After all this trap drama, these are the only kind of leprechauns I still like.
I feel like I may be jinxing myself, but we have yet to hit the stage where homework involves anything outside of a pencil and paper. Some flash cards. I think we cut out triangles one night. They do a lot of building of objects/art projects/weird things at school, but none of it has leaked into the realm of homework yet. Think I can hold onto this streak through the High School years?
With both of the boys safely out of childhood, I feel so incredibly lucky that I somehow escaped without ever being required to “help” construct a leprechaun trap! You’re a good mom!
We have had many child,parent collaboration homeworks over the years including building a sarcophagus, several castles, undersea worlds and my favourite a gingerbread house( which still survives 10 years later though a bit battered from being played with). All bring back memories, mostly of tears and yelling but also some enjoyment from working together and once you get to your fourth child you do tend to be more relaxed about the whole thing. It is difficult not to be drawn into competition with other parents after all you don’t want your child to feel inferior.
I did fall into the trap with the sarcophagus,our original attempt had been made from paper which my daughter had coloured in, the day before they were due in a classmates parents turned up with a life size wooden sarcophagus(the child had apparently made with some help from dad).In side was a mummy which they had made by wrapping the child in modroc.Now I am a firm believer that its the child’s efforts and the collaboration that are important but its hard not to feel deflated at your own efforts on these occasions. The initial amazement on the faces of the other children and parents quickly turned into dissapointment in their own creations which they had previously been excited about. On our way home from school my daughter said she didn’t want to take hers in. Well I wasn’t going to let her feel inferior and her self confidence is already quite low. So I suggested we use the original as a prototype and make another one, this lifted her spirits and we set to work. We found a sheet of gold mirror card and a bag of plastic gemstones among our stash of craft supplies.We used her original design and next day she proudly carried her golden, jewel encrusted creation into school handing it to the teacher with a huge smile and brimming with self esteem.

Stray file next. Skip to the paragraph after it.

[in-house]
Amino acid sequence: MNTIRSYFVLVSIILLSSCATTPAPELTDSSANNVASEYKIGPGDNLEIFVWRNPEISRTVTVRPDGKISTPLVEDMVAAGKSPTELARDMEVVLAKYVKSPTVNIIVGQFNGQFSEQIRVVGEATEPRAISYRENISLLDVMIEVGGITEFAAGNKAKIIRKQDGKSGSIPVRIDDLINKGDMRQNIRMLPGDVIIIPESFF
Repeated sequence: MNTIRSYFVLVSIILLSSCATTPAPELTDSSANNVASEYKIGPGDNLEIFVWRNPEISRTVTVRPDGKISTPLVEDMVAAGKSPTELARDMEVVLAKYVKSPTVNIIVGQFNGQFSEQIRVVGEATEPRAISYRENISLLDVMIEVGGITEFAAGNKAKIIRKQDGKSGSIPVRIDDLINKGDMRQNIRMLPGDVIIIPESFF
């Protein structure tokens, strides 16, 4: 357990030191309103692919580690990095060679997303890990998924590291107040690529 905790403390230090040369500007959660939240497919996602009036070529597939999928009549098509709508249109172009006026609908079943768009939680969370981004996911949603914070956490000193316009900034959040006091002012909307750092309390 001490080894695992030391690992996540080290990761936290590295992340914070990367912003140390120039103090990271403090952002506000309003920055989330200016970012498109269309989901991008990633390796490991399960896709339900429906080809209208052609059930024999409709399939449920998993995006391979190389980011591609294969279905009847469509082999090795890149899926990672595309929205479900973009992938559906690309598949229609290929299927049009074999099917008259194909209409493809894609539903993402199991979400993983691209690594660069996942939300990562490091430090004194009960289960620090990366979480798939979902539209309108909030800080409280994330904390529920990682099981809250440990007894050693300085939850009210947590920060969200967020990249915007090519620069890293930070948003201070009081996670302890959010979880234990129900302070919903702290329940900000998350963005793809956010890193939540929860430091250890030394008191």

I am not proud that I allowed myself to compete in this way but when you are trying so hard to build your seven year olds self-esteem you have to do what is neccesary.
Later in the week when I went into help in class I admired and praised every single sarcophagus, you can always find something to praise in a childs work.
Sorry if I rambled to much but when I started the memories flooded back and one of my pet hates are parents who take over the project and under value their childs input by doing it all for them from design to finished object. I can see that though you did 90% of the work your daughter had a huge input in the managerial and design department and I am sure she was proud of it and when it comes back home you can look at it and be proud that you worked together.
Good luck with your next project.